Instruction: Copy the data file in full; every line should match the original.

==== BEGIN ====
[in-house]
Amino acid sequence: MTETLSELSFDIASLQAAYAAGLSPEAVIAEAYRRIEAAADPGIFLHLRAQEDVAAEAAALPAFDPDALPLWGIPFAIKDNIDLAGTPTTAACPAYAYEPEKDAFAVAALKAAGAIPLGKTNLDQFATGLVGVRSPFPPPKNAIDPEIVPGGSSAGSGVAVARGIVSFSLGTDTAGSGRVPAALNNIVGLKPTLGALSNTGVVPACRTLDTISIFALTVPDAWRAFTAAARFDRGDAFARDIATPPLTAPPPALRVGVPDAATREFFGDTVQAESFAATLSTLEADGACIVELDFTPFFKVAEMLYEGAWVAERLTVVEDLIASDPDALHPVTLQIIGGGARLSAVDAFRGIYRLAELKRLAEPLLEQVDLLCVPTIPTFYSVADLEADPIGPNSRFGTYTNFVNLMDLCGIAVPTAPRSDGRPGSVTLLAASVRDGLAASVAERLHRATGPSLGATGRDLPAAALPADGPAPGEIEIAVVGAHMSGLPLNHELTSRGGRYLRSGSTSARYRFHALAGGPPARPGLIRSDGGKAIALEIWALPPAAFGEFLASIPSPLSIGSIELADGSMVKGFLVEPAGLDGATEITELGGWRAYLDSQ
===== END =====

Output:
[in-house]
Amino acid sequence: MTETLSELSFDIASLQAAYAAGLSPEAVIAEAYRRIEAAADPGIFLHLRAQEDVAAEAAALPAFDPDALPLWGIPFAIKDNIDLAGTPTTAACPAYAYEPEKDAFAVAALKAAGAIPLGKTNLDQFATGLVGVRSPFPPPKNAIDPEIVPGGSSAGSGVAVARGIVSFSLGTDTAGSGRVPAALNNIVGLKPTLGALSNTGVVPACRTLDTISIFALTVPDAWRAFTAAARFDRGDAFARDIATPPLTAPPPALRVGVPDAATREFFGDTVQAESFAATLSTLEADGACIVELDFTPFFKVAEMLYEGAWVAERLTVVEDLIASDPDALHPVTLQIIGGGARLSAVDAFRGIYRLAELKRLAEPLLEQVDLLCVPTIPTFYSVADLEADPIGPNSRFGTYTNFVNLMDLCGIAVPTAPRSDGRPGSVTLLAASVRDGLAASVAERLHRATGPSLGATGRDLPAAALPADGPAPGEIEIAVVGAHMSGLPLNHELTSRGGRYLRSGSTSARYRFHALAGGPPARPGLIRSDGGKAIALEIWALPPAAFGEFLASIPSPLSIGSIELADGSMVKGFLVEPAGLDGATEITELGGWRAYLDSQ